Sudono Salim was the most prominent ethnic Chinese tycoon seen as profiting from Suharto's links, and an angry mob burned his family's home. Salim Group lost many assets, including the jewel in its crown, Bank Central Asia. It was left with food company Indofood, around which it rebuilt its business.
APP OPPORTUNITY In the years that followed, the group avoided the banking business, even as it got back on its feet and expanded into the Philippines. But the recent smartphone boom has created a new wave of demand for digital financial services, including electronic payments. Anthoni Salim decided to return -- quietly -- to banking.
At the press conference on June 2, he refrained from directly commenting on the Bank Ina deal. Indeed, no official announcement of the acquisition has yet been made.
The purchase price may seem like a drop in the ocean for Salim. While complex ownership structures make it difficult to pin down the exact size of the group, its key companies in the food, retail and automotive sectors in Indonesia and in telecommunications and infrastructure in the Philippines generate more than $20 billion in combined annual revenue. The purchase price of the Bank Ina stake is estimated at just 570 billion rupiah ($42.8 million). With only $175 million in assets, Bank Ina is the third-smallest publicly traded bank in Indonesia, according to data company QUICK-FactSet.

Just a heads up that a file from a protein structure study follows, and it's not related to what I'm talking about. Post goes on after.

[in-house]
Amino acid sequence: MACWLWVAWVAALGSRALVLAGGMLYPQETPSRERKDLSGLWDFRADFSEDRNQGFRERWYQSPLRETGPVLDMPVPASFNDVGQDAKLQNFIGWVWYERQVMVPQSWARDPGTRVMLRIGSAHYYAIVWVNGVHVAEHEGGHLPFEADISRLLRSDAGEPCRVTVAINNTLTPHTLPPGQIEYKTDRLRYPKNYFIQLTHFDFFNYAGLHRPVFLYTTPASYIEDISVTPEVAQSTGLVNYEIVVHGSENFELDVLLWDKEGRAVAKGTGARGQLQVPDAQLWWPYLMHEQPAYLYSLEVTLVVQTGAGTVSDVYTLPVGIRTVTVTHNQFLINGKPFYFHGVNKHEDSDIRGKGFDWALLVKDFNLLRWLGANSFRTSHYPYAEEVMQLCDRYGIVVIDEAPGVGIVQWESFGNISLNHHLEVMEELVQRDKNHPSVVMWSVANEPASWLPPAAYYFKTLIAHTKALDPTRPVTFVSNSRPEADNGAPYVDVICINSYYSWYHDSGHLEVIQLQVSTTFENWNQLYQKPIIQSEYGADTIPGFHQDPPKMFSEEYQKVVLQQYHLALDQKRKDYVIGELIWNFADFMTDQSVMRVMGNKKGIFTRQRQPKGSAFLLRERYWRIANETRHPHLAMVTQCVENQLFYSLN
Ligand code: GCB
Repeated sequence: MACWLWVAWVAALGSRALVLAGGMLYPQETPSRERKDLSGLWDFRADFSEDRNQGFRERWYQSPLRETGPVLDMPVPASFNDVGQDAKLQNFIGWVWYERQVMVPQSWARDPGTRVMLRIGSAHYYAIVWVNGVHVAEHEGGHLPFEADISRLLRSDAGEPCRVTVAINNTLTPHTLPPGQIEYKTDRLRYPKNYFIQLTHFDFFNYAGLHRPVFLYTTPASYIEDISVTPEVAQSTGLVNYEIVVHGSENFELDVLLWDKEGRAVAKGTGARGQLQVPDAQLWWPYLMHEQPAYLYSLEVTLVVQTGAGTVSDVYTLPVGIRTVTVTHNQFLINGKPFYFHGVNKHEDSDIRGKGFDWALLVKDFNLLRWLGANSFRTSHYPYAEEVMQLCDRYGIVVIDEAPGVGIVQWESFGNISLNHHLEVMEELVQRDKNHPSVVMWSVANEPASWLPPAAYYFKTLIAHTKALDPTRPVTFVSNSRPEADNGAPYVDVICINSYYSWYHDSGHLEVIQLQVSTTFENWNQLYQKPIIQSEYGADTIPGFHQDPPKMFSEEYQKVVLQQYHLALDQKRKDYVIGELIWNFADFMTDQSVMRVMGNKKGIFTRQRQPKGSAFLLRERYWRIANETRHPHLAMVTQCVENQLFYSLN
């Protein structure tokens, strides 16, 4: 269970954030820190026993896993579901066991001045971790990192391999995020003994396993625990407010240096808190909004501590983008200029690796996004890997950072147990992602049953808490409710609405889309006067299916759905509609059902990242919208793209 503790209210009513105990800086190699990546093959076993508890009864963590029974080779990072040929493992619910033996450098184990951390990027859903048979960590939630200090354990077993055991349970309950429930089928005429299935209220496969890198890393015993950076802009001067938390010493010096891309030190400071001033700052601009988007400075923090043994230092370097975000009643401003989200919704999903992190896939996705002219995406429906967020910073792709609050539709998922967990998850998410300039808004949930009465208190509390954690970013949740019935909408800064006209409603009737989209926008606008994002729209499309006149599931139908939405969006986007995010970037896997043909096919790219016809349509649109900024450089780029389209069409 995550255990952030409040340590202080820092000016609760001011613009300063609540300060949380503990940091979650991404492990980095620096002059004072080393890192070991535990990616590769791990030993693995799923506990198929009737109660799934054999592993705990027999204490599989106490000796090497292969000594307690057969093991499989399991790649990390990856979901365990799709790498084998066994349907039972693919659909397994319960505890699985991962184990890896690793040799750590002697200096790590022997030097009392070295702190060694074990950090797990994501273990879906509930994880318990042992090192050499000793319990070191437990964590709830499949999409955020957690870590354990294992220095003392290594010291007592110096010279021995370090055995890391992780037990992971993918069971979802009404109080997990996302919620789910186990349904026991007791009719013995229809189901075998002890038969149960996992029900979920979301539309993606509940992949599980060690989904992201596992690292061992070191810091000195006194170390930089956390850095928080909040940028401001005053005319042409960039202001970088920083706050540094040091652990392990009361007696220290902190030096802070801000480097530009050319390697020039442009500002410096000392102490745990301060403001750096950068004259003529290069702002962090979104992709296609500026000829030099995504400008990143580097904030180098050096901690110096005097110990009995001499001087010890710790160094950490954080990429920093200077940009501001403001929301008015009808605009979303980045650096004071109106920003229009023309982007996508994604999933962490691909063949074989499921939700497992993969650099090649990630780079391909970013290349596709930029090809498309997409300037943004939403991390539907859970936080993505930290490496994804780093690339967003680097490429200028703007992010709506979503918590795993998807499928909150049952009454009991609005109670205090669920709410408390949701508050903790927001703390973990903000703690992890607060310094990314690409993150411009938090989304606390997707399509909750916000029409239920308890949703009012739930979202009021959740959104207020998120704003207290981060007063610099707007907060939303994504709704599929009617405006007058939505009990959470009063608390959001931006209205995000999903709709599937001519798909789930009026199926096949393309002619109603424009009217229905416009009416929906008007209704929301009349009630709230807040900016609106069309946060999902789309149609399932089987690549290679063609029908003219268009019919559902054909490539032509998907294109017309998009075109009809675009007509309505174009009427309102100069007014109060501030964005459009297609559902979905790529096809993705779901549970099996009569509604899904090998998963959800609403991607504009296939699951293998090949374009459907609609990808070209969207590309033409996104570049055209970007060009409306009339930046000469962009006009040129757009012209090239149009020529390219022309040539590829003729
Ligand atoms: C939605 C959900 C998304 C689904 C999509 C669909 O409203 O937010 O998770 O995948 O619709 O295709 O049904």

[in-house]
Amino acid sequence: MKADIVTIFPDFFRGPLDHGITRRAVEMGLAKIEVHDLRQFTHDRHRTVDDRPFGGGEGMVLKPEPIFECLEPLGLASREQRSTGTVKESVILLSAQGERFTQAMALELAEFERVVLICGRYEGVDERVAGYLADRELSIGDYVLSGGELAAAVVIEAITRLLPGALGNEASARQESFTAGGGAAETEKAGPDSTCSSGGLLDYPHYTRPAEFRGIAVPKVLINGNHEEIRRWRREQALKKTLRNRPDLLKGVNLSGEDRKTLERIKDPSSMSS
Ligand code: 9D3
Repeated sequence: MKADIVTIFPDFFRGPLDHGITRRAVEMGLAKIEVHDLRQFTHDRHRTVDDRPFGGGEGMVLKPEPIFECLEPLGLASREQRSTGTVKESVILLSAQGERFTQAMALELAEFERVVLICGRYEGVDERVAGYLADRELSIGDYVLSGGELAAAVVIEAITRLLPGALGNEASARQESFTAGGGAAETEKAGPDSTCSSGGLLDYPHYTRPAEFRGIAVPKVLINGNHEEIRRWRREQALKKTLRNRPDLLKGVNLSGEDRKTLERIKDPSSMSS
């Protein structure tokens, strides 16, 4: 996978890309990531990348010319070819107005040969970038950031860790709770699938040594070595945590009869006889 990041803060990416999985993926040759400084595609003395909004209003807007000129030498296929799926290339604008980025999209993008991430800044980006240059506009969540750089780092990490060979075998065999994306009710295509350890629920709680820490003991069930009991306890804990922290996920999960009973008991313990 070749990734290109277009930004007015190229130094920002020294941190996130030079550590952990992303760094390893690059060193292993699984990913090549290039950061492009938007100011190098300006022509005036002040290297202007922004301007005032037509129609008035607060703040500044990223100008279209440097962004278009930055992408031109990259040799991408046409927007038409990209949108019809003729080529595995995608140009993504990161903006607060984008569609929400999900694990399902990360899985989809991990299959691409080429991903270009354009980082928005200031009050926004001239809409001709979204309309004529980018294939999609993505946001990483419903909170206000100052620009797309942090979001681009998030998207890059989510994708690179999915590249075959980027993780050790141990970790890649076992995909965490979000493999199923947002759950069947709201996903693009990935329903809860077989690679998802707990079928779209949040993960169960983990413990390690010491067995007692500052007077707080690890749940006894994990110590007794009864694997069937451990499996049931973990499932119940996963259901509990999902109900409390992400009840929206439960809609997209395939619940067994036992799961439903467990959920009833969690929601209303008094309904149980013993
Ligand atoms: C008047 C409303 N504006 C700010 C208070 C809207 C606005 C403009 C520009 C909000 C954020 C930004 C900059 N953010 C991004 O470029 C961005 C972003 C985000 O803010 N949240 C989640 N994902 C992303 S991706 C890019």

Despite the hush-hush nature of the deal, the group is determined to operate its own bank. The idea is to have the bank serve as a vehicle for electronic payments and money transfers, which in turn will lure customers and bolster its lending business.
The group aims to expand the bank's IT infrastructure and turn it into the financial backbone for the group's digital business, much of which is being developed in secret. Edy Kuntardjo, Bank Ina's president director, said it plans to roll out services such as electronic money in 2018, once it receives regulatory approval.